11 Ways the DGA Sabotages Women Directors

At the Center of the Web of Discrimination Against Women Directors
The DGA is the Spider at the Center of the Web of Discrimination Against Women Directors

By Maria Giese

  1. In 1985 the DGA was disqualified from leading the class action lawsuit it had filed against three major Hollywood studios on behalf of women DGA members.  Even though judge Pamela Rymer ruled that the women had a valid case, order she had to disqualify the DGA as leading the class because, illness in her view, treatment the Guild discriminates against women as much as the studios do.
  1. After being disqualified from the suit, the DGA made agreements with the studios to hire more women (FLTTA Article 19 & BA Article 15), but it never acted on most aspects of the agreements, resulting in decades of stasis and decline in the number of employed women directors.
  1. Even though industry compliance of U.S. equal rights laws should be overseen by the U.S. Department of Justice and the EEOC, in the 1980’s the Directors Guild of America became the primary organization charged with overseeing lawful studio compliance of DGA-studio agreements to hire more women.  Extraordinarily, in two decades the numbers have not moved, except down a little.  As employment numbers among women directors continue to worsen, evidence mounts that the DGA is not capable of commanding this duty that has such broad political and cultural impact– globally.
  1. In 2004, DGA president, Michael Apted, initiated the DGA Diversity Task Force to oversee studio compliance of Guild-studio agreements to hire more women directors.  The two co-chairs and the entire membership of the “Force” were comprised of working directors who were actively seeking open-assignment directing jobs at the very studios they were supposed to be policing.  This “conflict of interest” resulted in unprecedented career success for some committee members, but from 2004 to present, the number of employed women directors actually declined.
  1. The DGA has still failed to provide the women of the DGA with comprehensive statistics relating to female director employment from 1979 to present in feature films and episodic TV even though the Guild has completed the study and the request for these statistics came through official channels in the DGA-WSC involving a motion that won majority vote and was approved by the Guild almost 2 years ago.
  1. In 2012, when several members of the WSC Events Subcommittee won unanimous vote approval for a day-long DGA SUMMIT for women directors, the WSC co-chairs, the DGA Diversity Department & the Guild leadership all actively tried to stop it.  Finally, on March 2, 2013, the DGA Women of Action Summit became the most important day for women DGA members in 30 years. The event was not covered in the broad media or industry trade magazines.
  1. The DGA claimed to have included a comprehensive proposal created by DGA women members in the 2014 DGA-studio collective bargaining negotiations, which only take place once every three years.  The results of the 2014 negotiations relating to women are as follows: “Diversity – Each of the major television studios has agreed to maintain or establish a Television Director Development Program designed to expand opportunities for directors in episodic television with an emphasis on increasing diversity.  Establishment of Industry-Wide Joint Diversity Action Committee which will meet at least once every four months.”  In other words, no change for women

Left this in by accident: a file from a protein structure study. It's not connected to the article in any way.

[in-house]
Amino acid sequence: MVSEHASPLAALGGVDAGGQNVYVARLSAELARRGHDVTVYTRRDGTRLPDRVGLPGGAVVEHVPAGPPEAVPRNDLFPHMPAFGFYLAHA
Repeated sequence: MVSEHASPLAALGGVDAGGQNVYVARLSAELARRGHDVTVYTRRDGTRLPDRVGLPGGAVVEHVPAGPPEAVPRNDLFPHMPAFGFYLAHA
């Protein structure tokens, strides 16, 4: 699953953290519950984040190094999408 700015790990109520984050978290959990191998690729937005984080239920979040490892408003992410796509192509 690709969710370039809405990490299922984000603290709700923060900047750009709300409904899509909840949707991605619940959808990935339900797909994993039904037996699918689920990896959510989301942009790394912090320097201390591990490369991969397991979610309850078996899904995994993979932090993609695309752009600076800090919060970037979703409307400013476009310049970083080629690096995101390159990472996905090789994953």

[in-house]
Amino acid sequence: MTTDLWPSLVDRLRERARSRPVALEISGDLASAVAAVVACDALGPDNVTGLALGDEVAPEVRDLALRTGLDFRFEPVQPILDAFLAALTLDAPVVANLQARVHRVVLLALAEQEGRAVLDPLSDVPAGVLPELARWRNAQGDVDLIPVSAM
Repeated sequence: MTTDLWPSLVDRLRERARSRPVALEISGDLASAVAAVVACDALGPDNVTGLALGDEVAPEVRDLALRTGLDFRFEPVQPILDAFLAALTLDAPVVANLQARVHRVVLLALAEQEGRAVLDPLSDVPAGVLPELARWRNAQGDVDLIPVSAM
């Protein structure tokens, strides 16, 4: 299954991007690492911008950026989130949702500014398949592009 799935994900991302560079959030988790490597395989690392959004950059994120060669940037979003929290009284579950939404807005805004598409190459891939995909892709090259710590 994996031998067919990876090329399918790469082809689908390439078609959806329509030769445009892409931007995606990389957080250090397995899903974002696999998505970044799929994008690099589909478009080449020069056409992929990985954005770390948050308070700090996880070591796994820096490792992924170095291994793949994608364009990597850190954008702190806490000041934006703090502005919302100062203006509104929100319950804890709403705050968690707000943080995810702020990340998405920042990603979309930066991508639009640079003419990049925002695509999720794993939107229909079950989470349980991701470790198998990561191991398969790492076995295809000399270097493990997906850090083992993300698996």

1. The DGA continues to refuse to publish articles in the “DGA Quarterly” relating to discrimination against women directors in our industry, choosing instead to occasionally celebrate and promote individual women directors.  Prior to 2011, when some women Guild members commenced efforts to create change, almost no images of women directors ever appeared in the publication, with the exception of photographs of actresses handing awards to male directors
  1. The DGA maintains a secret short-list of highly employed women directors that they submit to producers and show-runners seeking to hire more women directors.  As stated on the www.dga.org website:  “The DGA maintains a contact list of experienced women and minority directors to make it easier for producers making hiring decisions. The list can be obtained by any production company by contacting the DGA.”  If a female DGA TV director has not worked for more than 16 months, she is not included on this list.  This list unfairly advantages a tiny pool of highly employed women directors, while further marginalizing other women directors.  This policy encourages tokenism, maintains the status quo of under-representation of women directors, and is divisive to women in the Guild.
  1. The DGA further institutionalized discrimination against women in the Guild by mandating a “Working in the Trade” requirement, disqualifying women who have had difficulty getting work in preceding years from running for elected co-chairs seats on the “Women’s Steering Committee” which was specifically created in 1979 to help under-employed women directors.
  1. The Guild continues to promote diversity events and programs (celebrations, networking & fellowships) that have been proven ineffective for decades, without making any changes to their basic structures.

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